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Brown v. Sheets

November 29, 2006


The opinion of the court was delivered by: Magistrate Judge Kemp



Petitioner, a state prisoner, has filed the instant petition for a writ of habeas corpus pursuant to 28 U.S.C. §2254. This matter is before the Court on petitioner's October 13, 2006, limited motion for discovery. Doc. No. 18. Respondent opposes petitioner's request. Doc. No. 19. For the reasons that follow, petitioner's limited request for discovery, Doc. No. 18, is GRANTED.

This action involves petitioner's convictions after a jury trial in the Delaware County Court of Common Pleas on various charges of gross sexual imposition, unlawful sexual conduct with a minor, and rape. On January 25, 2005, petitioner was sentenced to an aggregate term of twelve years incarceration. Exhibit N to Return of Writ. Petitioner's convictions and sentence were affirmed by Ohio's Fifth District Court of Appeals and by the Ohio Supreme Court. See Exhibits R and U to Return of Writ. On June 9, 2006, represented by counsel, petitioner filed the instant habeas corpus petition.

Petitioner seeks discovery in support of his allegations in claims three and seven, wherein petitioner asserts that he was denied the right to present a defense because the trial court refused to order pre-trial disclosure of an audio tape of Lauren Haller's initial statement to police, and the ineffective assistance of counsel due to his attorney's failure to file motion to suppress Lauren

Haller's testimony as tainted by unduly suggestive interview techniques, and failure to request a continuance for review of the audio tape in its entirety by defense expert Jeff Smalldon. Lauren Haller was one of the alleged victims in this case.

As discussed by the state appellate court:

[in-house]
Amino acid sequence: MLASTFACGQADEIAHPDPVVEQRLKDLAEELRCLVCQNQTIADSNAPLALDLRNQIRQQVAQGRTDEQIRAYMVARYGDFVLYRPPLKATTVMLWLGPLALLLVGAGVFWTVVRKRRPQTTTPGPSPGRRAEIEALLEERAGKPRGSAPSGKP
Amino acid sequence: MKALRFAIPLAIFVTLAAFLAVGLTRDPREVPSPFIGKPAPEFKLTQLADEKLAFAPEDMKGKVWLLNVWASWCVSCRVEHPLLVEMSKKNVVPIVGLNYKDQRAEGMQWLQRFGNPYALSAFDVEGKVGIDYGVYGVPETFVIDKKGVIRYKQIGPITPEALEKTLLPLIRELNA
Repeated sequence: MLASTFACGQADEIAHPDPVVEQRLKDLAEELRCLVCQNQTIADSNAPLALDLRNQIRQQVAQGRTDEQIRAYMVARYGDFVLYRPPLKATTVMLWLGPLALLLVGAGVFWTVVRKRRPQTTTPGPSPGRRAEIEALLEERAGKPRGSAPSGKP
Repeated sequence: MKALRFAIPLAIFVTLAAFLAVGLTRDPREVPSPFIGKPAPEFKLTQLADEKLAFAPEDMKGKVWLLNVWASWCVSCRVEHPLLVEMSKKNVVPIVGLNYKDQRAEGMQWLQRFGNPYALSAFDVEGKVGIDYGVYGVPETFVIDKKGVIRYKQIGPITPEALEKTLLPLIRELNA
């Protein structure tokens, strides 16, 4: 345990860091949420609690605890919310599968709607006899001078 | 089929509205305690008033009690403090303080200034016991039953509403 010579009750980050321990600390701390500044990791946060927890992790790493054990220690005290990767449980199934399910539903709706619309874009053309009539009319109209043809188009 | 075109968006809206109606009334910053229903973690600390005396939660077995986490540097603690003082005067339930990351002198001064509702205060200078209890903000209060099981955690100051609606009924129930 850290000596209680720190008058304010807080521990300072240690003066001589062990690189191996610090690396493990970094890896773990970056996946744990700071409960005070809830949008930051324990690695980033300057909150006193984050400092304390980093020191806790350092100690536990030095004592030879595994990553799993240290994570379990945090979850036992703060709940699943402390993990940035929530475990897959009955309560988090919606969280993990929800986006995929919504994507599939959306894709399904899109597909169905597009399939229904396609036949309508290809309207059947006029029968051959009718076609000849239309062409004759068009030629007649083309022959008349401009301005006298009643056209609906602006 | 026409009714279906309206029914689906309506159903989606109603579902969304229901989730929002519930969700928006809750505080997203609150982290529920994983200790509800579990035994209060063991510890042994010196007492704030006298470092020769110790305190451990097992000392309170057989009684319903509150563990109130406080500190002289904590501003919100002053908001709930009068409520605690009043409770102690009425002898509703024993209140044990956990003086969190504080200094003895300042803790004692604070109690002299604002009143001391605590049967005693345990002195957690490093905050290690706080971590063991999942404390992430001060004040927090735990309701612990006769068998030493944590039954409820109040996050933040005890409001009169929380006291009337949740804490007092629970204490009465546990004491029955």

The trial court ruled that the information [on the audiotape] was not subject to disclosure because it was a "witness statement" pursuant to Crim. R. 16(B)(3). (Judgment Entry Granting Motion to Reconsider Order Granting Motion to Compel Filed August 11, 2004, filed Aug. 24, 2004). However, the trial court did allow appellant to provide Dr. Smalldon with the questions the interviewer asked Lauren; Lauren's answers were redacted. (T. at 532). In addition the record discloses that the audio tape was made available to Dr. Smalldon on Sunday, November 7, 2004. (Id. at 505). Dr. Smalldon did not testify until Tuesday, November 9, 2004). (Id. at 503). Dr. Smalldon offered no reason as to why he was unable to review the audio tape prior to testifying. Appellant did not request a continuance to allow Dr. Smalldon additional time to review the tape.


Dr. Smalldon testified as to what, in his opinion, is the proper standard for interviewing a child sexual abuse victim. (T. at 507-514; 562-571). Dr. Smalldon reviewed the police reports, Children's Services records, as well as the redacted interview with Lauren. (Id. at 505; 561). Dr. Smalldon highlighted his concerns to the jury with the interview process based upon the questions the examiner had asked Lauren during the tape-recorded interview. (Id. at 573-575). Dr. Smalldon found the interviewing process of Lauren Haller to be flawed or "tainted." (Id. at 575-76). Dr. Smalldon further testified that "I wouldn't say that there is a single, accepted protocol." (T. at 507; 532). However, Dr. Smalldon further testified that the fact that the protocol was tainted does not necessarily mean that the allegations were fabricated. (Id. at 537-38).

State v. Brown, 2005 WL 2727129 (Ohio App. 5 Dist. October 20, 2005), Exhibit R to Return of Writ.

In his discovery request petitioner states that, although the prosecutor turned over the entire audio tape to defense counsel during trial, defense counsel either lost or failed to make a copy of the tape. Respondent nonetheless opposes petitioner's discovery request, arguing that petitioner failed to make the audio tape a part of the record on appeal, and that he is therefore precluded under Williams v. Taylor, 529 U.S. 420 (2000), from this Court's consideration of the audiotape as a part of the record in these habeas corpus proceedings. Respondent's Memorandum Contra Motion to Expand Record.

The discovery processes contained in the Federal Rules of Civil Procedure do not apply across the board in habeas corpus actions. "A habeas petitioner, unlike the usual civil litigant in federal court, is not entitled to discovery as a matter of ordinary course." Bracy v. Gramley, 520 U.S. 899, 904 (1997). In Harris v. Nelson, 394 U.S. 286, 295 (1969), the United States Supreme Court held that the "broad discovery provisions" of the Federal Rules of Civil Procedure did not apply in habeas corpus proceedings. As a ...

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